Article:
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Messages - DaveB

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General Discussion / Re: Logistics of shipping equipment for touring
« on: April 15, 2014, 02:37:51 pm »
Also pay attention to the weight limit of checked baggage which, these days, is 50 pounds/item. The overweight charges are appalling so be careful of packing too much extra gear in with your bike.  If you can ship your bikes via Fed Ex or UPS to the first night's motel or a local bike shop prior to the trip the cost may be much less.

General Discussion / Re: no progress with Amtrak for GAP / C&O
« on: April 15, 2014, 11:07:39 am »
A bit off-track (pun intended) but does Greyhound/Trailways offer any reasonable bike transport as accompanying luggage for passengers?

Gear Talk / Re: Cateye time & average speed funky readings
« on: April 14, 2014, 05:12:33 am »
No, the Enduro 8 isn't wireless.  It may be a symptom of a weak or dying battery but since the rest of the data is correct that seems unlikely.  Still a new CR2032 is cheap and worth changing to see if it corrects the problem.  Also, clean the head and mount contacts (a pencil eraser is ideal) and see if that makes any difference.   How old is your unit?  The Enduro 8 has been out of production for years.

I have these Enduro 8 cyclometers on two bikes.  They are 7 to 8 years old and are just on their second battery each.  Neither has ever given the slightest problem as long as I keep the mount and head contacts reasonably clean but the symptoms of dirty contacts are a zero speed reading and no change in the distance reading. Pretty obvious.   BTW,  a smear of silicone grease on the contacts after cleaning keeps them clean and completely waterproof.

I've also been using these and other Cat-Eyes for over 20 years since Avocet pretty much squandered their lead in cyclometer design and none of the several I've used has ever been a problem or given erroneous readings.  The consensus of other riders I've talked to is also that they are very reliable so I expect your problem is not common.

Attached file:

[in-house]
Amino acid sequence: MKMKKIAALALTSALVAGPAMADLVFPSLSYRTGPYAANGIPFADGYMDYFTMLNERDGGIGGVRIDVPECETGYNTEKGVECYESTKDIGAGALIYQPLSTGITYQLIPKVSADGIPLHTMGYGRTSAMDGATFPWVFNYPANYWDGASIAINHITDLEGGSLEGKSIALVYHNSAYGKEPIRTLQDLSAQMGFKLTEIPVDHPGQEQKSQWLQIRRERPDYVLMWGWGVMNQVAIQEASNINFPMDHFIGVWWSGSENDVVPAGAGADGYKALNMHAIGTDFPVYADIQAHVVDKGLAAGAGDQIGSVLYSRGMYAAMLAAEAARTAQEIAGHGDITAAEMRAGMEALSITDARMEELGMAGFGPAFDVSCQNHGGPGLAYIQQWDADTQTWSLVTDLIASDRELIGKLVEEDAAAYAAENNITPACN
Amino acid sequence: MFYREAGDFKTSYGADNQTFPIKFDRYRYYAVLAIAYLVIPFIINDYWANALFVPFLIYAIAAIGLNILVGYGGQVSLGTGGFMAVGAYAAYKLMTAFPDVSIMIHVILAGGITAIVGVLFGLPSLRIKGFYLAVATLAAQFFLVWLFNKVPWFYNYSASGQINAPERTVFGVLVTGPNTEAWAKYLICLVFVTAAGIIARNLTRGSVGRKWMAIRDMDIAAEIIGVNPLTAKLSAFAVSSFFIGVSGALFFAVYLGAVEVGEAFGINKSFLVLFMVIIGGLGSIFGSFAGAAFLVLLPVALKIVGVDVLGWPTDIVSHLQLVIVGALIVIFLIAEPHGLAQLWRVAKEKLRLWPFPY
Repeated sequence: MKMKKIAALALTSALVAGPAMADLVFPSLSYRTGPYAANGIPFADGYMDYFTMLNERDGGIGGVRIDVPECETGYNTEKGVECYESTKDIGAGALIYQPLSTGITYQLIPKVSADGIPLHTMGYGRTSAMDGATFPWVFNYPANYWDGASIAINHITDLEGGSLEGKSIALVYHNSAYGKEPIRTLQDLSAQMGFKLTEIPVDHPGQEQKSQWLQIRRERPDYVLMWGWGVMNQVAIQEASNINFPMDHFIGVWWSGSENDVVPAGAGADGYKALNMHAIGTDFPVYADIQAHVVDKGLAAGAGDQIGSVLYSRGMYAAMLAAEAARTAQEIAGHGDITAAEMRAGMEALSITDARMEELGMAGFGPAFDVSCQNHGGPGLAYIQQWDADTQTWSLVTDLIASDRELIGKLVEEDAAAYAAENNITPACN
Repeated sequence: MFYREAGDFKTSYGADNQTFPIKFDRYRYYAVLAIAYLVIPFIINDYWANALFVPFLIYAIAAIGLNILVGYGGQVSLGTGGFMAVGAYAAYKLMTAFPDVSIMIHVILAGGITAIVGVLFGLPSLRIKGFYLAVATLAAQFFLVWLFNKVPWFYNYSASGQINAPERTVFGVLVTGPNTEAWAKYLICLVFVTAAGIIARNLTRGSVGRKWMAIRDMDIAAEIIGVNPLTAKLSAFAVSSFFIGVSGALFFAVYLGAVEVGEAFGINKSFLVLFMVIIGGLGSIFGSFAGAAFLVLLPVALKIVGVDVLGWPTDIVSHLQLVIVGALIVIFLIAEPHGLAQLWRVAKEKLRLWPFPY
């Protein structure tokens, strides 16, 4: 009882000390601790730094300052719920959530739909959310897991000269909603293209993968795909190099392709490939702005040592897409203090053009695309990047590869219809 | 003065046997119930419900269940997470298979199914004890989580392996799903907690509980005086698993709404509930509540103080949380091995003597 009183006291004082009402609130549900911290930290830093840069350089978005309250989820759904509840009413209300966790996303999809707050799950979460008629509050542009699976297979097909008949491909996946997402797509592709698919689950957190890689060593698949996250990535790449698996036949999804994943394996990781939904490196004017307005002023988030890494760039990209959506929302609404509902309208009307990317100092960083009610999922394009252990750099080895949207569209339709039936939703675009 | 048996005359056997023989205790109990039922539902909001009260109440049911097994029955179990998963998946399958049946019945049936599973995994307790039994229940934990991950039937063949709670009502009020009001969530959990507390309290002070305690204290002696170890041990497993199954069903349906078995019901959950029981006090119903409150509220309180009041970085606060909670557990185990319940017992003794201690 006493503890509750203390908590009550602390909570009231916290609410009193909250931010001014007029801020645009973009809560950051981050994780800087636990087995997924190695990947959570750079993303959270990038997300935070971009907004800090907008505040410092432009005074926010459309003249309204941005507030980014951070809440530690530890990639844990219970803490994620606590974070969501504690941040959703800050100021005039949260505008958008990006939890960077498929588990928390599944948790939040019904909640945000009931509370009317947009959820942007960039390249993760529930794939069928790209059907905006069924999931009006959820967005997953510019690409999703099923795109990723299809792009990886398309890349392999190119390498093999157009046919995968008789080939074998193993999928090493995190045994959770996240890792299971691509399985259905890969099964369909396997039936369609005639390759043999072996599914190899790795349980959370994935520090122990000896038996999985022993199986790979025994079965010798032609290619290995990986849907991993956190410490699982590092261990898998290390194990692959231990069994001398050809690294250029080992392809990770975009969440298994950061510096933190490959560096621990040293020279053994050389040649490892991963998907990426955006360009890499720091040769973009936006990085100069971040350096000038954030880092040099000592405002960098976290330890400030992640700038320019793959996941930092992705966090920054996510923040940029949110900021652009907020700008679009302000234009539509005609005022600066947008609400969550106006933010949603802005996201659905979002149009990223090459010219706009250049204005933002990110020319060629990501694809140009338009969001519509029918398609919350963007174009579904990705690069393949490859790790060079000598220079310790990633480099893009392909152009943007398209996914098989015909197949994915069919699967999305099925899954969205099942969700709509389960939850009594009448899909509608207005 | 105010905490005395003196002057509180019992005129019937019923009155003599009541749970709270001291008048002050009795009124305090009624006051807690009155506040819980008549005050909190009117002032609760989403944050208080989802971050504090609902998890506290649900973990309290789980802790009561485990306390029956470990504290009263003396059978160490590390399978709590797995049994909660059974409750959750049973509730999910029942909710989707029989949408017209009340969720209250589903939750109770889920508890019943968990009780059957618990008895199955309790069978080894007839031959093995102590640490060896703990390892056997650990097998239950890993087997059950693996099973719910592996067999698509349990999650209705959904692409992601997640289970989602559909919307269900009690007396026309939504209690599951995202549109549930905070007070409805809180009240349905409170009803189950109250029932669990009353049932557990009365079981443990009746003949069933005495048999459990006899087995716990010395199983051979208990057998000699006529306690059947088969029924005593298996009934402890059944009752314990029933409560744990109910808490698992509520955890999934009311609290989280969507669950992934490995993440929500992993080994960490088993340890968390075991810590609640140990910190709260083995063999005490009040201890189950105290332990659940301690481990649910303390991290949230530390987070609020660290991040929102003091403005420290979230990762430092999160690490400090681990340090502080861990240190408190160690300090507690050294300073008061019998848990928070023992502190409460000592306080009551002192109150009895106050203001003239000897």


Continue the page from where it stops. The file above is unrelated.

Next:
Gear Talk / Re: Wheel sizes
« on: April 12, 2014, 02:59:57 pm »
. Will the 29er go the way of the 26? I hope to heck not, because I looked at a lot of different 29ers , including the Salsa Fargo and Co-Motion Divide before I bought my Volcanic Vx7. I like it. That's my story and I'm sticking to it.
No, 29 won't go away as there is still a lot of new stuff being introduced for it.  The real marketing ideal is you will buy all three MTB's sizes; 26, 27.5 and a 29.

Gear Talk / Re: Wheel sizes
« on: April 11, 2014, 03:49:56 pm »
OP, there is very little functional difference between 26" (AKA 650b) and 700c (AKA 29"), despite confusing and contradictory bicycle industry propaganda.  Of more import is the width of the rims and the availability of parts (tubes, rims, tires).
This is incorrect.  650B wheels are not 26" wheels in today's lexicon.  26" wheels are ISO 559 and take 26" MTB tires.  650B is 27.5" in today's terminology and they are by no means the same. 

Gear Talk / Re: Wheel sizes
« on: April 11, 2014, 09:38:11 am »
Would that article have been written by Jan Heine, aka the lead advocate for 650B?  Either way, I'd view that recommendation with suspicion.  I've seen a total of two 650B bikes.  They're not common.  Tires for them are even less common -- I've only ever seen them available through the web / mail order.  I'm leading up to this: if you're going to ride 650B, take a spare tire, or, if/when you have a problem, be prepared to wait (over a long holiday weekend?) for a replacement to get to you.
I remember when Sheldon Brown first advocated for 650B wheels/tires and I don't know if he or Jan Heine had priority.  That said, they are beginning to catch on in the MTB world where they are called 27.5" and are getting increasingly common.  Most of the major bike and tire manufacturers now have that size wheels/tires in their MTB product line.   AFAIK, no road or touring bike has adopted them so far.